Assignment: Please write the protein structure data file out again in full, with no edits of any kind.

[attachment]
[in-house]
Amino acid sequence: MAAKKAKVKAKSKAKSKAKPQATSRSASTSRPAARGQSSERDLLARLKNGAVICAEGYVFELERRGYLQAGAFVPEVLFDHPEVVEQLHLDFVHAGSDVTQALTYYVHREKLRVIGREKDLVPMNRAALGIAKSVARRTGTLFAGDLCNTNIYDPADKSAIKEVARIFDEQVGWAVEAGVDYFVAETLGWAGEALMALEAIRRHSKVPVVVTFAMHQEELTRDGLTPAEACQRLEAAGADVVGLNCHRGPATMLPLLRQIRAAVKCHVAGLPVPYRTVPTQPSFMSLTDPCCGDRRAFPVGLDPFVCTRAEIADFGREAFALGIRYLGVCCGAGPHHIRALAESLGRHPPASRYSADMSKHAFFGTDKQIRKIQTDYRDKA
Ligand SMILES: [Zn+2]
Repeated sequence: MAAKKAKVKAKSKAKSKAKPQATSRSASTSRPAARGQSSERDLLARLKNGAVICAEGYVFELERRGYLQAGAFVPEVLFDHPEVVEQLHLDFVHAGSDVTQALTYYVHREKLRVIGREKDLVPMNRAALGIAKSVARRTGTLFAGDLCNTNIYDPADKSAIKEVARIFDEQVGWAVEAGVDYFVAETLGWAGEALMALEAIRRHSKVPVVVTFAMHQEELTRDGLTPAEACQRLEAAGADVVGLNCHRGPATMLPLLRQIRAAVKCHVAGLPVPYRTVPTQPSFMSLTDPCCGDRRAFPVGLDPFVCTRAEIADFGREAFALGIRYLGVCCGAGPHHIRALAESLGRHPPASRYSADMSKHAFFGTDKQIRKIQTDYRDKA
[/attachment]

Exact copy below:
[in-house]
Amino acid sequence: MAAKKAKVKAKSKAKSKAKPQATSRSASTSRPAARGQSSERDLLARLKNGAVICAEGYVFELERRGYLQAGAFVPEVLFDHPEVVEQLHLDFVHAGSDVTQALTYYVHREKLRVIGREKDLVPMNRAALGIAKSVARRTGTLFAGDLCNTNIYDPADKSAIKEVARIFDEQVGWAVEAGVDYFVAETLGWAGEALMALEAIRRHSKVPVVVTFAMHQEELTRDGLTPAEACQRLEAAGADVVGLNCHRGPATMLPLLRQIRAAVKCHVAGLPVPYRTVPTQPSFMSLTDPCCGDRRAFPVGLDPFVCTRAEIADFGREAFALGIRYLGVCCGAGPHHIRALAESLGRHPPASRYSADMSKHAFFGTDKQIRKIQTDYRDKA
Ligand SMILES: [Zn+2]
Repeated sequence: MAAKKAKVKAKSKAKSKAKPQATSRSASTSRPAARGQSSERDLLARLKNGAVICAEGYVFELERRGYLQAGAFVPEVLFDHPEVVEQLHLDFVHAGSDVTQALTYYVHREKLRVIGREKDLVPMNRAALGIAKSVARRTGTLFAGDLCNTNIYDPADKSAIKEVARIFDEQVGWAVEAGVDYFVAETLGWAGEALMALEAIRRHSKVPVVVTFAMHQEELTRDGLTPAEACQRLEAAGADVVGLNCHRGPATMLPLLRQIRAAVKCHVAGLPVPYRTVPTQPSFMSLTDPCCGDRRAFPVGLDPFVCTRAEIADFGREAFALGIRYLGVCCGAGPHHIRALAESLGRHPPASRYSADMSKHAFFGTDKQIRKIQTDYRDKA